The liberal of liberal democracy shares historical & conceptual roots with the liberal of not-Left / not-conservative, but these two liberalisms are two profoundly different things with the same name. Liberalism as in not-conservatism / not-leftism is a policy ideology, a program of particular things it wants government to do: projects to undertake, rules to enforce, an approach to the economy, and so forth. Liberal democracy is not a policy ideology but rather governance ideology, a vision of norms & institutions: how government (and to a degree society) should operate, how we set policies. (I will abbreviate liberal democracy as “libdem”, for brevity and clarity.) The liberal-ness of libdem is the stuff which distinguishes most real-world democratic societies from simple tyranny-of-the-majority direct democracy: universal rights, rule of law, structural limitations on government power, and so forth. So the conservatives of the right wing oppose the liberals of the left wing on policy but join them in commitment to libdem institutions.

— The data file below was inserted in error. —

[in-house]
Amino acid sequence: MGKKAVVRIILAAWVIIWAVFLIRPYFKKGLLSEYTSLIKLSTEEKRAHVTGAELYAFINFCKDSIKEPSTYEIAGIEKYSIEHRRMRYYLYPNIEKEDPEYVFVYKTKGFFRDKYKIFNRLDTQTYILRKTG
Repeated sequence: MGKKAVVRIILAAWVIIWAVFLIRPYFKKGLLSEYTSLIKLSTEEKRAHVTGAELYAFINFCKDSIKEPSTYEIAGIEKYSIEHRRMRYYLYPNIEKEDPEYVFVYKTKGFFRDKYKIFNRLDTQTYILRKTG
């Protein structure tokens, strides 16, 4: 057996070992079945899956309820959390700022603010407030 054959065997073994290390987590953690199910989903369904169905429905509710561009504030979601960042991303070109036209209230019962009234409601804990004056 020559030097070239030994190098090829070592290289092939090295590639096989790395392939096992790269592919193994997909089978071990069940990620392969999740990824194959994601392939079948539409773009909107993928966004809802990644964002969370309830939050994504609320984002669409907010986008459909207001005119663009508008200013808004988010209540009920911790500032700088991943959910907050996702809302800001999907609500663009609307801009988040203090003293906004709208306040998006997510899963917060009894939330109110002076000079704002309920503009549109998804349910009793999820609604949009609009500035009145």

To understand capitalism it helps to contrast it with socialism. These too are something deeper than policy ideology; they are institutional frameworks for the structure of the economy.

  • Capitalism is when capital (the factories, land, patents, and so forth which make it possible to create the goods & services which people want & need) is privately held. The means of production are owned by particular people, either directly or through indirect institutions like a stock market.
  • Socialism is when capital is publicly controlled. There are a wide range of possible arrangements for public control: it can mean government control, but could also mean any number of alternatives, like corporations where each worker owns an equal share and the workers choose their own corporate leadership in elections.